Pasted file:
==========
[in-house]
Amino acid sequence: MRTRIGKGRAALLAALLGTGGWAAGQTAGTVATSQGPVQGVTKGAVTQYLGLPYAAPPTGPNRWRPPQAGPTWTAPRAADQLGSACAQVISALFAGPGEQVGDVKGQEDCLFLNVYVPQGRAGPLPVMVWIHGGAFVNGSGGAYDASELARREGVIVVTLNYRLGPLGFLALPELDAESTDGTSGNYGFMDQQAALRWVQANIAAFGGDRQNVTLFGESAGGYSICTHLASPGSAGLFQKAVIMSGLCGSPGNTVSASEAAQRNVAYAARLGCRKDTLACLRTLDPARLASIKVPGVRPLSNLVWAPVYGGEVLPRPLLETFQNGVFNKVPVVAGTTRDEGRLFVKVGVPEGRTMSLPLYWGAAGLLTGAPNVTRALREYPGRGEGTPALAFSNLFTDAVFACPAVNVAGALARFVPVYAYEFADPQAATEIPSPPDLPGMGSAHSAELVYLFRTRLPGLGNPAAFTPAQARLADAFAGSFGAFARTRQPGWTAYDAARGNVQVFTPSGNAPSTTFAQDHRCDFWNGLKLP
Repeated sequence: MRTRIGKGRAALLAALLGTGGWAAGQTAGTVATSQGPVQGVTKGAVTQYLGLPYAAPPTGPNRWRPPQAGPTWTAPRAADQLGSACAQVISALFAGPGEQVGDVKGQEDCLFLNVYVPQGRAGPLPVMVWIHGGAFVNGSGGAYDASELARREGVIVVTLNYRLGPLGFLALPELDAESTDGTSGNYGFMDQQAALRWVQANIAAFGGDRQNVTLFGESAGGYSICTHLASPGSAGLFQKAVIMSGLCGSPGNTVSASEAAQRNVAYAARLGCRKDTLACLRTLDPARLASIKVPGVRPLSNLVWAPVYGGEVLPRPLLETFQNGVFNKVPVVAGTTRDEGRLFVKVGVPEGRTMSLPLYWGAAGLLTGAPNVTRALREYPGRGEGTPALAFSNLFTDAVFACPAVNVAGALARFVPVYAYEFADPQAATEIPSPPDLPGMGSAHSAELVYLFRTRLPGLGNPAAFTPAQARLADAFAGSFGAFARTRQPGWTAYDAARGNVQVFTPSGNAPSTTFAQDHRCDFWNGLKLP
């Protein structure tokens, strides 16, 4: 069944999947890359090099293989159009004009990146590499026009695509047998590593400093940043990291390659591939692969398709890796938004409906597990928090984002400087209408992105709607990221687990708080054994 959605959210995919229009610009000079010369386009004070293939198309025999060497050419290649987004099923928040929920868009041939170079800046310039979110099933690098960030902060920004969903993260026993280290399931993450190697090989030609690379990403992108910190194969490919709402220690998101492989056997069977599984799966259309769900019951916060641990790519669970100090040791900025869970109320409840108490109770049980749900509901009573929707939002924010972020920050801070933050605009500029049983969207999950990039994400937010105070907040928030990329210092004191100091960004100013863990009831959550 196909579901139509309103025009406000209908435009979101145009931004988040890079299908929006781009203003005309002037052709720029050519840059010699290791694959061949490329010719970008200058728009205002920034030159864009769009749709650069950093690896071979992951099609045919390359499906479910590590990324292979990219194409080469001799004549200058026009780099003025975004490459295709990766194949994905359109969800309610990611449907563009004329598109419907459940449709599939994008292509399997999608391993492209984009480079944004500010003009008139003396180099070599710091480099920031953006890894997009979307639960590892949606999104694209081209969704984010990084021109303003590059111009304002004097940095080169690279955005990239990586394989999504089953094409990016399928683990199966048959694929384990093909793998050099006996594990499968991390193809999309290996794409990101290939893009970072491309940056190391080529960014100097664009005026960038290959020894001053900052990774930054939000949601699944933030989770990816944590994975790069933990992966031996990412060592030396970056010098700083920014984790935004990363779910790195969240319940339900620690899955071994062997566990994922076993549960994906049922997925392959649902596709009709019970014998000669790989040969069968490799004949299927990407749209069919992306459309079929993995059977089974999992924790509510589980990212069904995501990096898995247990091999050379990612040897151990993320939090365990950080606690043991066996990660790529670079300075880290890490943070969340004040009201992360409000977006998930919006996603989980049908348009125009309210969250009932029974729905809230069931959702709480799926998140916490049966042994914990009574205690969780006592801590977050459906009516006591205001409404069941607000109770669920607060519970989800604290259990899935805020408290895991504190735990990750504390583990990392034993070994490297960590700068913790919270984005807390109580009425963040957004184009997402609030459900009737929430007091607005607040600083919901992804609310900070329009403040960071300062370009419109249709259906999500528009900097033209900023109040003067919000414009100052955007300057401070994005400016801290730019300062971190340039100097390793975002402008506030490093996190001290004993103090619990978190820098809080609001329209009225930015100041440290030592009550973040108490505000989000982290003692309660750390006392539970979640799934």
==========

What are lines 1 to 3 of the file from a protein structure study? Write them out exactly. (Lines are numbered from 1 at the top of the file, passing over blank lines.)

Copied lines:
[in-house]
Amino acid sequence: MRTRIGKGRAALLAALLGTGGWAAGQTAGTVATSQGPVQGVTKGAVTQYLGLPYAAPPTGPNRWRPPQAGPTWTAPRAADQLGSACAQVISALFAGPGEQVGDVKGQEDCLFLNVYVPQGRAGPLPVMVWIHGGAFVNGSGGAYDASELARREGVIVVTLNYRLGPLGFLALPELDAESTDGTSGNYGFMDQQAALRWVQANIAAFGGDRQNVTLFGESAGGYSICTHLASPGSAGLFQKAVIMSGLCGSPGNTVSASEAAQRNVAYAARLGCRKDTLACLRTLDPARLASIKVPGVRPLSNLVWAPVYGGEVLPRPLLETFQNGVFNKVPVVAGTTRDEGRLFVKVGVPEGRTMSLPLYWGAAGLLTGAPNVTRALREYPGRGEGTPALAFSNLFTDAVFACPAVNVAGALARFVPVYAYEFADPQAATEIPSPPDLPGMGSAHSAELVYLFRTRLPGLGNPAAFTPAQARLADAFAGSFGAFARTRQPGWTAYDAARGNVQVFTPSGNAPSTTFAQDHRCDFWNGLKLP
Repeated sequence: MRTRIGKGRAALLAALLGTGGWAAGQTAGTVATSQGPVQGVTKGAVTQYLGLPYAAPPTGPNRWRPPQAGPTWTAPRAADQLGSACAQVISALFAGPGEQVGDVKGQEDCLFLNVYVPQGRAGPLPVMVWIHGGAFVNGSGGAYDASELARREGVIVVTLNYRLGPLGFLALPELDAESTDGTSGNYGFMDQQAALRWVQANIAAFGGDRQNVTLFGESAGGYSICTHLASPGSAGLFQKAVIMSGLCGSPGNTVSASEAAQRNVAYAARLGCRKDTLACLRTLDPARLASIKVPGVRPLSNLVWAPVYGGEVLPRPLLETFQNGVFNKVPVVAGTTRDEGRLFVKVGVPEGRTMSLPLYWGAAGLLTGAPNVTRALREYPGRGEGTPALAFSNLFTDAVFACPAVNVAGALARFVPVYAYEFADPQAATEIPSPPDLPGMGSAHSAELVYLFRTRLPGLGNPAAFTPAQARLADAFAGSFGAFARTRQPGWTAYDAARGNVQVFTPSGNAPSTTFAQDHRCDFWNGLKLP